At the same time, companies have urged regulators to use a light touch, so as to not kill off innovation — a pleading the administration appears to have heeded.

‘Thoughtful’ Guidelines

Ford Motor Co. called the administration’s guidelines “thoughtful” and an attempt to ensure the U.S. continues to innovate.

“Importantly, the guidance will help establish the basis for a national framework that enables the safe deployment of autonomous vehicles,” according to a statement from the Dearborn, Michigan-based company. “Strides in this technology have the potential to improve safety on our roads and reduce congestion in urban areas.”

Questions about self-driving car safety were elevated in July, when a fatal crash involving a Tesla vehicle was made public. The incident happened May 7 when the Model S was being driven by the car’s “autopilot” system. The car failed to distinguish between a white truck blocking the road and the brightly lit sky, Tesla said.

The new guidelines include recommendations for states to pass legislation on introducing self-driving cars safely on their highways. It says states should continue to license human drivers, enforce traffic laws, inspect vehicles for safety and regulate insurance and liability. The federal government, it said, should set standards for equipment, including the computers that could potentially take over the driving function. It will also continue to investigate safety defect and enforce recalls.

President Barack Obama wrote an op-ed in the Pittsburgh Post-Gazette saying automated vehicles have the potential to dramatically reduce the number of people who die on the roads. The administration’s guidance will promote safety, he wrote.

“If a self-driving car isn’t safe, we have the authority to pull it off the road,” Obama wrote. “We won’t hesitate to protect the American public’s safety.”

Annual Updates

Portions of the proposed guidelines will be effective immediately. Other elements will go into effect after public comments are received and analyzed. The government said it will update its self-driving car guidelines annually.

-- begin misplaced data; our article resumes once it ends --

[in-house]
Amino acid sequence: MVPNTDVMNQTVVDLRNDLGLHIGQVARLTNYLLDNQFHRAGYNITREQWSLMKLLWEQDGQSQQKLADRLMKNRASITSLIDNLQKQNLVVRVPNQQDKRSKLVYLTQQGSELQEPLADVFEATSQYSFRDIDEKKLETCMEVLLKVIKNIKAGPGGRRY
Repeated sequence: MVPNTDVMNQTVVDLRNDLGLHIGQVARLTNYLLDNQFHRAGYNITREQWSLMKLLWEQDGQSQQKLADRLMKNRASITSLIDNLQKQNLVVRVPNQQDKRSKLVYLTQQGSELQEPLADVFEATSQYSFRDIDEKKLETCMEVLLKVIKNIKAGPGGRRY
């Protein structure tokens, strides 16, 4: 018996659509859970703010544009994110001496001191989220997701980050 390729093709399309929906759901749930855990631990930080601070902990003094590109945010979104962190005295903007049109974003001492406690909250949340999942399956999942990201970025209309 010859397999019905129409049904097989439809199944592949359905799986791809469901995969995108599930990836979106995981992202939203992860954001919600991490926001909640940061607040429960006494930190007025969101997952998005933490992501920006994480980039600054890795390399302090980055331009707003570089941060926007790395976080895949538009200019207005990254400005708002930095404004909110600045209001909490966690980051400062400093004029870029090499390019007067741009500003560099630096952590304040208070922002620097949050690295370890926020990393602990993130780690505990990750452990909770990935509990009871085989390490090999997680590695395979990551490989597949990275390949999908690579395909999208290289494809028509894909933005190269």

Earlier this year, the Transportation Department said it would allow automakers that can demonstrate they have developed a safe autonomous vehicle to apply for exemptions to certain rules. It marked a new approach to auto regulations designed to ensure the government doesn’t stand in the way of technological progress.

Regulators promised a quick response to companies that ask for interpretations of safety regulations applied to new autonomous features that seem to fall through the cracks of current rules. In one of the first applications of that policy, the National Highway Traffic Safety Administration said in February that Google’s artificial intelligence system would be considered a driver under federal rules.

“We’ve envisioned a future where you can take your hands off the wheel, and the wheel out of the car,” said Jeff Zients, director of the White House’s National Economic Council. “Your commute becomes productive and restful rather than exhausting.”

Mark Rosekind, NHTSA’s administrator, has said the self-driving car plan would be key to the agency’s attempts to reduce human error, which the agency estimates is a factor in 94 percent of fatal car crashes. Those crashes killed more than 35,000 people in the U.S. last year.